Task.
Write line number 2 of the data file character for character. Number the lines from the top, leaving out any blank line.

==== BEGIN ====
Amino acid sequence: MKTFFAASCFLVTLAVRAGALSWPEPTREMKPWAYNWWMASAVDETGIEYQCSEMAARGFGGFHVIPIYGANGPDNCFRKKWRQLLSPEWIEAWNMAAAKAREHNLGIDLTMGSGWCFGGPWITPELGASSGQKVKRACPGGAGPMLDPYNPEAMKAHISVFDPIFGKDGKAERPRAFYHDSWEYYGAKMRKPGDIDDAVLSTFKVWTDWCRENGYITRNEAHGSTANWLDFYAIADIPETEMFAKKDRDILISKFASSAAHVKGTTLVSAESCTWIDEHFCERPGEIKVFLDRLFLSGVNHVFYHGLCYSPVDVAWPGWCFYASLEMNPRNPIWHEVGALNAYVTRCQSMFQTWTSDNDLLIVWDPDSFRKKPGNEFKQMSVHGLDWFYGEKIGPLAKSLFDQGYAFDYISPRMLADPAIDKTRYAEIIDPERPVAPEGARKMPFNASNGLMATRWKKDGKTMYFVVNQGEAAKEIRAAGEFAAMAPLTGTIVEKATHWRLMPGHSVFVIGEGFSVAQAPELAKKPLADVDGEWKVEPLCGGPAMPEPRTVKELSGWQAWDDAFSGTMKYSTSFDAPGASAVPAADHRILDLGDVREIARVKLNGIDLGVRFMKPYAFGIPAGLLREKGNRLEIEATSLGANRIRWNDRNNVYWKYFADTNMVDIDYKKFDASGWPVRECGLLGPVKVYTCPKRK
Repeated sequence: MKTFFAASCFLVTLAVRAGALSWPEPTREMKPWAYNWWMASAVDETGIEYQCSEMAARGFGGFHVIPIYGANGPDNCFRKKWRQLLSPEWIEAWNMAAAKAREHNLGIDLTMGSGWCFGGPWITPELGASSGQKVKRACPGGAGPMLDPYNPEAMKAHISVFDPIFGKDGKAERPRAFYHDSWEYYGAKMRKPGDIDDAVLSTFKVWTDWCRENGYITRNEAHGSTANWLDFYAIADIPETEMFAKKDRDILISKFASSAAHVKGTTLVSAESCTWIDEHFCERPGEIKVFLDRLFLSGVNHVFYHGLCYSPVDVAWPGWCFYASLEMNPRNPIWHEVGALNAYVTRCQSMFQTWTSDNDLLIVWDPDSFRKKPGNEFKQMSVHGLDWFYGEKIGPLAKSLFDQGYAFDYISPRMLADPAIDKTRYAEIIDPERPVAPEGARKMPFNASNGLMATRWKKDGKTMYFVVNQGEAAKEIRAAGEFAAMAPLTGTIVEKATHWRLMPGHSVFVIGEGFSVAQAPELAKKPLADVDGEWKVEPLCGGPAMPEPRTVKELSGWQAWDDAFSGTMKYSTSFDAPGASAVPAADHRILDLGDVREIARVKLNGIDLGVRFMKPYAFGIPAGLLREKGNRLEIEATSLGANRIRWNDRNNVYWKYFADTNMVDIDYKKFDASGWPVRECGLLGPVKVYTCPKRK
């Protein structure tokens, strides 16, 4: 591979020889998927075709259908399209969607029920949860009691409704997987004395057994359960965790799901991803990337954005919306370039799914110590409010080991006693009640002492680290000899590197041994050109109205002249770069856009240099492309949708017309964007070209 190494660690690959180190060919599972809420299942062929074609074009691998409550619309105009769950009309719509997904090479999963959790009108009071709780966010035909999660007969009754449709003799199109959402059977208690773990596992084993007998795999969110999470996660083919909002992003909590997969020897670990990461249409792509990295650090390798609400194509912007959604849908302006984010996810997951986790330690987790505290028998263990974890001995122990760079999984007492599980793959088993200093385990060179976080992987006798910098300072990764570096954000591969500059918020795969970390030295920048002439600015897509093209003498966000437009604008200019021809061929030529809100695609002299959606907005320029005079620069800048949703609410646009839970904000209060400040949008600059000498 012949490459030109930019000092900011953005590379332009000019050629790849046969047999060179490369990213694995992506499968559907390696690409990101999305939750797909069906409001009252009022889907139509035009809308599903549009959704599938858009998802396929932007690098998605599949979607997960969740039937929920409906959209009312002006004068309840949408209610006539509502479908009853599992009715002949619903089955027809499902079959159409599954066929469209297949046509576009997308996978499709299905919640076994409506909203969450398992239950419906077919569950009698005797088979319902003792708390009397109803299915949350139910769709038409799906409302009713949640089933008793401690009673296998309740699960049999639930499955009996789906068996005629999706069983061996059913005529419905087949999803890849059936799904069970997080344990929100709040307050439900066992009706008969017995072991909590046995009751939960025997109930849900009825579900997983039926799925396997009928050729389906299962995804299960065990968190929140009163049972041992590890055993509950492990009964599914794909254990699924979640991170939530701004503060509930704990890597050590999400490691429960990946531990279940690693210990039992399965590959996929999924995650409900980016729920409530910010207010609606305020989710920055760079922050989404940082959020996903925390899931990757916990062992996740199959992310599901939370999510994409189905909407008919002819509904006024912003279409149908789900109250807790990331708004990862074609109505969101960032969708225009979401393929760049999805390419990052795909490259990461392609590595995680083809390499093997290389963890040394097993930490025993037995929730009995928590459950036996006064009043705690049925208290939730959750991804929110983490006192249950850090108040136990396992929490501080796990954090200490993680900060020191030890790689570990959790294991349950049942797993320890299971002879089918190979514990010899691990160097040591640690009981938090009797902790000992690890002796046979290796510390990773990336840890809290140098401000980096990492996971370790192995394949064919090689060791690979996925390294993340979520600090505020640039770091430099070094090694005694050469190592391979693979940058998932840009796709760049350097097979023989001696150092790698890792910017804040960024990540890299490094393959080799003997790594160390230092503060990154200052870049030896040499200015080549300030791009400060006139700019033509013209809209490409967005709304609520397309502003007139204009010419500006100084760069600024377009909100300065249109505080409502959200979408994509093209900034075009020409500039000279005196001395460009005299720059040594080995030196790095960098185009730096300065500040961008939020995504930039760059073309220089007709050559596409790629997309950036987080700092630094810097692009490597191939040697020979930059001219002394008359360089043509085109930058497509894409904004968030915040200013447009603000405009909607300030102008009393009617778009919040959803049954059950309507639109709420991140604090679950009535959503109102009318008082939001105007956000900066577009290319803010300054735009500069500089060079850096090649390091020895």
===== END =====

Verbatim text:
Repeated sequence: MKTFFAASCFLVTLAVRAGALSWPEPTREMKPWAYNWWMASAVDETGIEYQCSEMAARGFGGFHVIPIYGANGPDNCFRKKWRQLLSPEWIEAWNMAAAKAREHNLGIDLTMGSGWCFGGPWITPELGASSGQKVKRACPGGAGPMLDPYNPEAMKAHISVFDPIFGKDGKAERPRAFYHDSWEYYGAKMRKPGDIDDAVLSTFKVWTDWCRENGYITRNEAHGSTANWLDFYAIADIPETEMFAKKDRDILISKFASSAAHVKGTTLVSAESCTWIDEHFCERPGEIKVFLDRLFLSGVNHVFYHGLCYSPVDVAWPGWCFYASLEMNPRNPIWHEVGALNAYVTRCQSMFQTWTSDNDLLIVWDPDSFRKKPGNEFKQMSVHGLDWFYGEKIGPLAKSLFDQGYAFDYISPRMLADPAIDKTRYAEIIDPERPVAPEGARKMPFNASNGLMATRWKKDGKTMYFVVNQGEAAKEIRAAGEFAAMAPLTGTIVEKATHWRLMPGHSVFVIGEGFSVAQAPELAKKPLADVDGEWKVEPLCGGPAMPEPRTVKELSGWQAWDDAFSGTMKYSTSFDAPGASAVPAADHRILDLGDVREIARVKLNGIDLGVRFMKPYAFGIPAGLLREKGNRLEIEATSLGANRIRWNDRNNVYWKYFADTNMVDIDYKKFDASGWPVRECGLLGPVKVYTCPKRK